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Despite this, there are millions of people worldwide who are fond of milk and other dairy products and intend to keep on take pleasure in these foods all through their lives. In fact, majority of the people who cannot tolerate lactose are still able to consume a minimum of a few dairy products not individually, but as a component of their meals. There are several other lactose-intolerant people who are even able to consume a full glass of milk with their meals. People who are lactose-intolerant find it much easier to absorb yogurt and buttermilk that are considered to be refined dairy products. They are also able to digest cheese easily as it contains a very small amount of lactose, which is removed during the process to make cheese. Nevertheless, lactose is present in considerable amounts in liquid, evaporated, powdered and condensed milk.

Varieties of milk

There are different varieties of milk and cream enclosing dissimilar amounts of fat. Some of the types of milk and cream have a number of elements added or removed, while there are others that have been given flavor to allure different kinds of tastes. While most milk is sold fresh for consumption in a short while, some varieties of dairy products are processed and packed in order to enhance their shelf life. These types of milk products can be used whenever necessary, especially during any emergency.

Milk solids, comprising milk protein, minerals, carbohydrates, vitamins, and often fat, but never water, are available in the market and may be used to homogenize the milk solid content of milk obtained from various sources. These milk solids not only contribute protein to any form of milk, but also provide the body, opacity as well as taste to skimmed milk and low-fat milk. In addition, milk is generally evaluated on the basis of its superiority and the proposed usage.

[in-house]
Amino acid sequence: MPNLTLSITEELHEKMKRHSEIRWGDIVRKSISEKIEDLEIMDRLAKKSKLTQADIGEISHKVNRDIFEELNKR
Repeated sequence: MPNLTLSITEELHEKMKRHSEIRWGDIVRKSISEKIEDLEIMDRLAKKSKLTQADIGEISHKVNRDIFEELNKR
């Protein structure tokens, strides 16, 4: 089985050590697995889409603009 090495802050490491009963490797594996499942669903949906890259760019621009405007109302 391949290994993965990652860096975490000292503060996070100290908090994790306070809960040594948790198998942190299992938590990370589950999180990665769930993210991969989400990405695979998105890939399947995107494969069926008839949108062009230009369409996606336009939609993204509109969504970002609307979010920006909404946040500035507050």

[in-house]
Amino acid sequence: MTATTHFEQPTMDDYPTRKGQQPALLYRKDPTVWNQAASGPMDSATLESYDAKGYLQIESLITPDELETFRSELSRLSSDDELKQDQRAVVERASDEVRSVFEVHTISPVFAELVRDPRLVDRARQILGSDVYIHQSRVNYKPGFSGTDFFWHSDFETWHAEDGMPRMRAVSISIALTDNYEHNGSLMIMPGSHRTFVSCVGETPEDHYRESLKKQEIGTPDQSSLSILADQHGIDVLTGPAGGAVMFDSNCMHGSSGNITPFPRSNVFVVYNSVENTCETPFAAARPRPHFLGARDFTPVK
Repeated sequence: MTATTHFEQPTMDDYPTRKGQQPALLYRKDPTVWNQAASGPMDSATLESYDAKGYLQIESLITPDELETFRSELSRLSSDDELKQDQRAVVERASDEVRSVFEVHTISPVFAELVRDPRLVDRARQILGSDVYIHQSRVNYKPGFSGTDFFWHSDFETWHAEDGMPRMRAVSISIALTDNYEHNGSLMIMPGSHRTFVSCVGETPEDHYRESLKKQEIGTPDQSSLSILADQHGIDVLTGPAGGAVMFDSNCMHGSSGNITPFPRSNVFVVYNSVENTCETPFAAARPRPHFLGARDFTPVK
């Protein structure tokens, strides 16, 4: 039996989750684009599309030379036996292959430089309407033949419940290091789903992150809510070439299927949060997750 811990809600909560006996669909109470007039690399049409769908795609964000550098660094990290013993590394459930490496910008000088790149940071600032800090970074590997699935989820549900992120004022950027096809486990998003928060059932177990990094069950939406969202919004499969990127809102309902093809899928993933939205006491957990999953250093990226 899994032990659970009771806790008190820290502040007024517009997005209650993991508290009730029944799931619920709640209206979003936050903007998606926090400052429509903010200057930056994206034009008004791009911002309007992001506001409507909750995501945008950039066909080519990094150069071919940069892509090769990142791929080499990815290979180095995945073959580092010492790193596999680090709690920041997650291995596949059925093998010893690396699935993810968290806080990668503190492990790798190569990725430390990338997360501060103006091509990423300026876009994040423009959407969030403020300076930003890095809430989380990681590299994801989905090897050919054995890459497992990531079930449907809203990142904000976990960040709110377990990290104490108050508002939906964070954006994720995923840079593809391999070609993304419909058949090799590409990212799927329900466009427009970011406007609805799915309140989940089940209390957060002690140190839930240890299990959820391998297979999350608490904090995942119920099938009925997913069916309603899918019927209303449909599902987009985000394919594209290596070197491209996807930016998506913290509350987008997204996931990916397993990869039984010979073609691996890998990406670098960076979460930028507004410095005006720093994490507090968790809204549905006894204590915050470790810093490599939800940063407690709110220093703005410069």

Whole milk
Any milk that enclosed a minimum of 3.25 per cent of milk fat and 8.25 per cent milk solid in terms of weight is categorized as whole milk. When an individual consumes whole milk, he or she obtains approximately 50 per cent of their calories from the fat contained in the milk. Since whole milk contains a very high amount of fat, it is suitable for consumption by infants and young children, while it is better if grown up children and adults avoid consuming whole milk.
Low-fat milk (one- or two-per cent)